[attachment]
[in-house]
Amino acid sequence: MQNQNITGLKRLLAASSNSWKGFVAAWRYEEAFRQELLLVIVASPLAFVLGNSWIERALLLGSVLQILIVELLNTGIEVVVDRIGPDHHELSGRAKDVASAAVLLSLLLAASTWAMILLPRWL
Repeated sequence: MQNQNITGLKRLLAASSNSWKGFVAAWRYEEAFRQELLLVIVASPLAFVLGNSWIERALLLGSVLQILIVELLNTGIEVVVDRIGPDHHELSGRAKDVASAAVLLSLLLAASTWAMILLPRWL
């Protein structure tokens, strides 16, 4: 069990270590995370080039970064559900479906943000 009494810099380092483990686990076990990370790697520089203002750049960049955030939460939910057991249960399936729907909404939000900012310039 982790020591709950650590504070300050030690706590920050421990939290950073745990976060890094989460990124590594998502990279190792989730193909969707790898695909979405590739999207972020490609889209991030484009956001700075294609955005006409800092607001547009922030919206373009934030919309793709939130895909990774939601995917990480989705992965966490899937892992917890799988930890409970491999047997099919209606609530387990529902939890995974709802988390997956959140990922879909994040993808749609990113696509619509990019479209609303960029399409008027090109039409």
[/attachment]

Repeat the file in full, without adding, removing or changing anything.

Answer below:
[in-house]
Amino acid sequence: MQNQNITGLKRLLAASSNSWKGFVAAWRYEEAFRQELLLVIVASPLAFVLGNSWIERALLLGSVLQILIVELLNTGIEVVVDRIGPDHHELSGRAKDVASAAVLLSLLLAASTWAMILLPRWL
Repeated sequence: MQNQNITGLKRLLAASSNSWKGFVAAWRYEEAFRQELLLVIVASPLAFVLGNSWIERALLLGSVLQILIVELLNTGIEVVVDRIGPDHHELSGRAKDVASAAVLLSLLLAASTWAMILLPRWL
């Protein structure tokens, strides 16, 4: 069990270590995370080039970064559900479906943000 009494810099380092483990686990076990990370790697520089203002750049960049955030939460939910057991249960399936729907909404939000900012310039 982790020591709950650590504070300050030690706590920050421990939290950073745990976060890094989460990124590594998502990279190792989730193909969707790898695909979405590739999207972020490609889209991030484009956001700075294609955005006409800092607001547009922030919206373009934030919309793709939130895909990774939601995917990480989705992965966490899937892992917890799988930890409970491999047997099919209606609530387990529902939890995974709802988390997956959140990922879909994040993808749609990113696509619509990019479209609303960029399409008027090109039409």